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Focus on China and Music Education
Delegates of the Confederation of European Music Industries (CAFIM) met in Paris

Main emphasis at the last delegates meeting attended by member associations of the Confederation of European Music Industries (CAFIM) held in Paris was on the reduction of Chinese import duties announced shortly before the meeting took place. President Antoine Beaussant and delegates assembled at the meeting warmly welcomed this step as a successful achievement resulting from continuous ongoing dialogue between representatives of the China Musical Instrument Association (CMIA) and CAFIM pursued in recent years. However, consensus prevailed that this could only be an initial move towards normalizing commercial relations and establishing fair trading conditions.

It was felt that efforts had to be made to ensure that duties on all musical instruments and appurtenant accessories were brought down to the low level stipulated by global free trade in line with the provisions laid down by the World Trade Organization (WTO).

In this context, the need was also expressed to sound out the actual size of the Chinese music market

IPR protection continues to assume growing importance in talks held with the Chinese Music Industry. This is endorsed by the fact that Chinese manufacturers themselves are meanwhile heavily affected so that sensitivity to this issue is becoming increasingly palpable.

This subject will be open for discussion at the Music China Expo due to take place in early October, the same applying to issues pertaining to certified logging of forestry produce, the avoidance of pollutants and the fixing of quality criteria for musical instruments.

The practice of origin-marking applied to musical instruments is showing results, this causing irritation not only in China and Europe, but elsewhere, as well. Regulation of this issue was considered to be in the interest of both markets and indeed on a global level.

What might possibly help in this respect is the “European Excellence” label, introduced by CAFIM back in 2006 or, for example, by propagating the Master Craftsman designation e.g. “Meister” and the “Made in Europe“ Certificate issued by the German Piano Manufacturers Association, further endorsed by the “Made in Germany“ quality attestation.

Issues pertaining to vocational training formed yet another item on the agenda.

In addition, it was regarded as important to set up a discussion group involving Chinese and European military band musicians.

Musical education continues to play a central role at all CAFIM delegates meetings, Paris proving no exception in that respect. Regrets were expressed at the restraint on musical education exercised at schools throughout Europe providing a general curriculum. The delegates intend to pull out all the stops in an effort to maintain the status quo, while aiming at appropriate expansion or a revival of musical education in school curricula.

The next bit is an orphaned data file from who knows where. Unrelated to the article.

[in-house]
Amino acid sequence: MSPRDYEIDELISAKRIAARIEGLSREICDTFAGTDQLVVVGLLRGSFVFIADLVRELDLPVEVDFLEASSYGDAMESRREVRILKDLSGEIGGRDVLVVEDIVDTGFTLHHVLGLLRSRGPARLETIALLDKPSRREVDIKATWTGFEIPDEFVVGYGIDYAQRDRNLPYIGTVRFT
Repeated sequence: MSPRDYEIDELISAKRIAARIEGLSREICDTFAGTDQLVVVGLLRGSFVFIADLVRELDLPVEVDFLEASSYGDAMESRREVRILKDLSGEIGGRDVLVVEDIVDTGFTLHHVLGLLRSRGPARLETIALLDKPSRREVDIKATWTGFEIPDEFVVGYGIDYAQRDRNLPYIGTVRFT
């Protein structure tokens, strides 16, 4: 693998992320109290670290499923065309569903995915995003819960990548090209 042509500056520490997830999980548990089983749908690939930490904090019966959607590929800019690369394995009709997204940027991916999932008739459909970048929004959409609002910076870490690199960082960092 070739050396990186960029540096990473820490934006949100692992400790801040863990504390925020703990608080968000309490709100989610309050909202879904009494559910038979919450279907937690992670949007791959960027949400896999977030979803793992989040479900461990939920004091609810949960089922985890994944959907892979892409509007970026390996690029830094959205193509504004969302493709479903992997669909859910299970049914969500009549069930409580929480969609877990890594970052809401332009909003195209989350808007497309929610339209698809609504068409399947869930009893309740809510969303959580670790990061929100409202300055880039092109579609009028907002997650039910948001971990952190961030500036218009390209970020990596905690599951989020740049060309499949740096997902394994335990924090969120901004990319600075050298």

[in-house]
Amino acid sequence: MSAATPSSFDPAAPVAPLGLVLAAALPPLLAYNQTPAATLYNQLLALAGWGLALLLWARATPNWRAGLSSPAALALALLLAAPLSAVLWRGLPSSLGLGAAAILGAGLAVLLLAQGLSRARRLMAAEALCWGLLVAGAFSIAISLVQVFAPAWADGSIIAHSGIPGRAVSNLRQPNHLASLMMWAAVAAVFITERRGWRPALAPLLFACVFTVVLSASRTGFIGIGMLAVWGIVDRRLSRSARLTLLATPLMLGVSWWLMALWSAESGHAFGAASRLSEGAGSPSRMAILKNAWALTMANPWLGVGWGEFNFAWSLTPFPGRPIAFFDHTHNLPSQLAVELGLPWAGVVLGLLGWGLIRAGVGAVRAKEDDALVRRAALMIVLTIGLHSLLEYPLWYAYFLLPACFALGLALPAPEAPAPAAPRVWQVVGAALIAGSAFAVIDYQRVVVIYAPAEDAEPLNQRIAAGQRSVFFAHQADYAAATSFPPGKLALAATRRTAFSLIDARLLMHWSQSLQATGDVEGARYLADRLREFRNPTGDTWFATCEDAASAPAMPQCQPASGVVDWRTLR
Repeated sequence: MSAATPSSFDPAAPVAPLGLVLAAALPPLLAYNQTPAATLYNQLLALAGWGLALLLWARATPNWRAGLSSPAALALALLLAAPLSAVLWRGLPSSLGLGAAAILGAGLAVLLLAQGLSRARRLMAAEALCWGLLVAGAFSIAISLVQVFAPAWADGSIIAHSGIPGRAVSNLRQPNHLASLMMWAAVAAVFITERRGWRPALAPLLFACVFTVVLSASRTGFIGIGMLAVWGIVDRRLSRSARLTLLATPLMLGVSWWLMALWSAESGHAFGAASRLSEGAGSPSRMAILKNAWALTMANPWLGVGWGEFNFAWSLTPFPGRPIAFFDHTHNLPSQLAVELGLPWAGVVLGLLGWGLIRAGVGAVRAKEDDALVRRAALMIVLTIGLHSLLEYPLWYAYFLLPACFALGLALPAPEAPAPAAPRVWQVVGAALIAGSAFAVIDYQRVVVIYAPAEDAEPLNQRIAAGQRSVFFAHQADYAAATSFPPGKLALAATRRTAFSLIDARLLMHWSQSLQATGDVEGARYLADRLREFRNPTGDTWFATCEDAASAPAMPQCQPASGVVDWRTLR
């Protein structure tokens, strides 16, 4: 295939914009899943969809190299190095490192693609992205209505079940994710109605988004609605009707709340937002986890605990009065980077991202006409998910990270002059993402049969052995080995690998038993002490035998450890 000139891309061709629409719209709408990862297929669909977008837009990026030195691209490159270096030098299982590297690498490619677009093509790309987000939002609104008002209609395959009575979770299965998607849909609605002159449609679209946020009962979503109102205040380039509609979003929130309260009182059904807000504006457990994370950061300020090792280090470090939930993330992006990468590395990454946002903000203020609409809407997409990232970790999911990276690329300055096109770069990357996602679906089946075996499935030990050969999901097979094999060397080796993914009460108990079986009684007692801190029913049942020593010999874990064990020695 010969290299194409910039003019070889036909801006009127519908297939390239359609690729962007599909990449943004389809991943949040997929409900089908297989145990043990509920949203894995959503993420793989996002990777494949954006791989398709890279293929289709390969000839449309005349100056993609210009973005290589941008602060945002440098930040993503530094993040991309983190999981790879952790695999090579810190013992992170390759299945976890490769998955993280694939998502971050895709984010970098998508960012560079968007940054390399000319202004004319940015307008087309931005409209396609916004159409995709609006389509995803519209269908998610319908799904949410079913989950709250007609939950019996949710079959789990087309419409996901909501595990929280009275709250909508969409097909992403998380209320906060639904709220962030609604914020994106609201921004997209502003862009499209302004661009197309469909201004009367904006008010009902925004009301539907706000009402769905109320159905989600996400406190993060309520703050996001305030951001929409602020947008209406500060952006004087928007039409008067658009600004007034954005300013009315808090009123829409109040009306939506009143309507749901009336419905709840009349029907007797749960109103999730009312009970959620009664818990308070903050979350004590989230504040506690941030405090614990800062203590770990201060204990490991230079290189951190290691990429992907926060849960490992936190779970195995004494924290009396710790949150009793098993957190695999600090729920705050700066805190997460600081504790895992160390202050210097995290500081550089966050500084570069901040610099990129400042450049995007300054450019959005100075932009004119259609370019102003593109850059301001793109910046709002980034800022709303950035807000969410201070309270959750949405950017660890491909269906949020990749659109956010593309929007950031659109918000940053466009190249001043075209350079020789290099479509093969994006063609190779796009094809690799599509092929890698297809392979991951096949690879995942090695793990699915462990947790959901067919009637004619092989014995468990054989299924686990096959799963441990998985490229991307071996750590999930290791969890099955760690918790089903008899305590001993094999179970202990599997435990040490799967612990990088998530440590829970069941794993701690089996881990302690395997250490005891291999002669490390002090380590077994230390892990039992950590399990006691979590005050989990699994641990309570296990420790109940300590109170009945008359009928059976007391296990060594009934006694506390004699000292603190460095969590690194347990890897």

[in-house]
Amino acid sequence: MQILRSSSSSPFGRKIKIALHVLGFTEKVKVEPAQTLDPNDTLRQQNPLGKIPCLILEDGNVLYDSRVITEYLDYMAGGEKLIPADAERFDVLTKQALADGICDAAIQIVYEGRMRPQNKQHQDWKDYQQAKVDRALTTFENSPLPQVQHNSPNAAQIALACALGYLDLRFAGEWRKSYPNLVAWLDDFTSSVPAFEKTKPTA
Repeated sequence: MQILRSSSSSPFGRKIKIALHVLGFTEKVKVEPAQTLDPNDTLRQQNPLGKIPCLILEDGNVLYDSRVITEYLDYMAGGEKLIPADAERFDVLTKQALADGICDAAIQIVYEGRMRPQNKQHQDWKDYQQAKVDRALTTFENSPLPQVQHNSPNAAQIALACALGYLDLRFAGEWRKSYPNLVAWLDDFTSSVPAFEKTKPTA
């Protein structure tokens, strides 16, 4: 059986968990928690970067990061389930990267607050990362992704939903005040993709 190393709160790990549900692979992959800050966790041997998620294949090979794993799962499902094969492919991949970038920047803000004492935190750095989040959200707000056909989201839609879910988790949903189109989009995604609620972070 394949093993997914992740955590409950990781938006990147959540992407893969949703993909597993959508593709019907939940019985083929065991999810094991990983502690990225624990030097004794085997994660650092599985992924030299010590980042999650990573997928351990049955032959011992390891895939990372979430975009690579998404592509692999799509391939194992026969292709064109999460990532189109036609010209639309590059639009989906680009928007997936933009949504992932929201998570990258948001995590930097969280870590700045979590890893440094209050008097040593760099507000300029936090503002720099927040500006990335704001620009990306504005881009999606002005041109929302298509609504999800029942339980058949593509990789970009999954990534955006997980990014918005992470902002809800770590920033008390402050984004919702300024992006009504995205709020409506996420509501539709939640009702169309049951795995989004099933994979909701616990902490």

Antoine Beaussant commented as follows: “The promotion of musical activity is of vast importance, not only to the Music Industry, but also to society as a whole both within and outside the EU – worldwide.” CAFIM members are in contact with representatives of the El Sistema musical education scheme that has come to enjoy conspicuous success in Venezuela and are exploring the scope of learning from this approach with a view to adopting certain features of this exceptional system.

The German “Music-in-the-Classroom” concept will be introduced to the Czech Ministry of Education in early October followed by a presentation of the scheme to colleagues of the China Musical Instrument Association and those involved in musical education at the German School in Shanghai.

The next meeting of CAFIM delegates with representatives of the Chinese Association CMIA will be held prior to the staging of the Music China Expo.

Further information may be had by contacting the CAFIM Head Office:

Confederation of European Music Industries (CAFIM)
Brunnenstr. 31, D-65191 Wiesbaden, Germany
mail[at]cafim.org, www.cafim.org

left to right
Claudio Formisano, Vice-president CAFIM, Delegate Italy
Antoine Beaussant, President CAFIM, Delegate France
Ivana Stolarova, Delegate Czech Republic

In the best of moods during the preliminary talks, the delegates of CAFIM, left to right
Emmanuel Tonnelier, France
Claudio Formisano, Vice-president CAFIM, Italy
Antoine Beaussant, President CAFIM, France
Ivana Stolarova, Czech RepublicStephen Wick, United Kingdom
Vaclav Hnilicka, Czech Republic
Gerhard A. Meinl, Germany
Winfried Baumbach, Secretary General CAFIM

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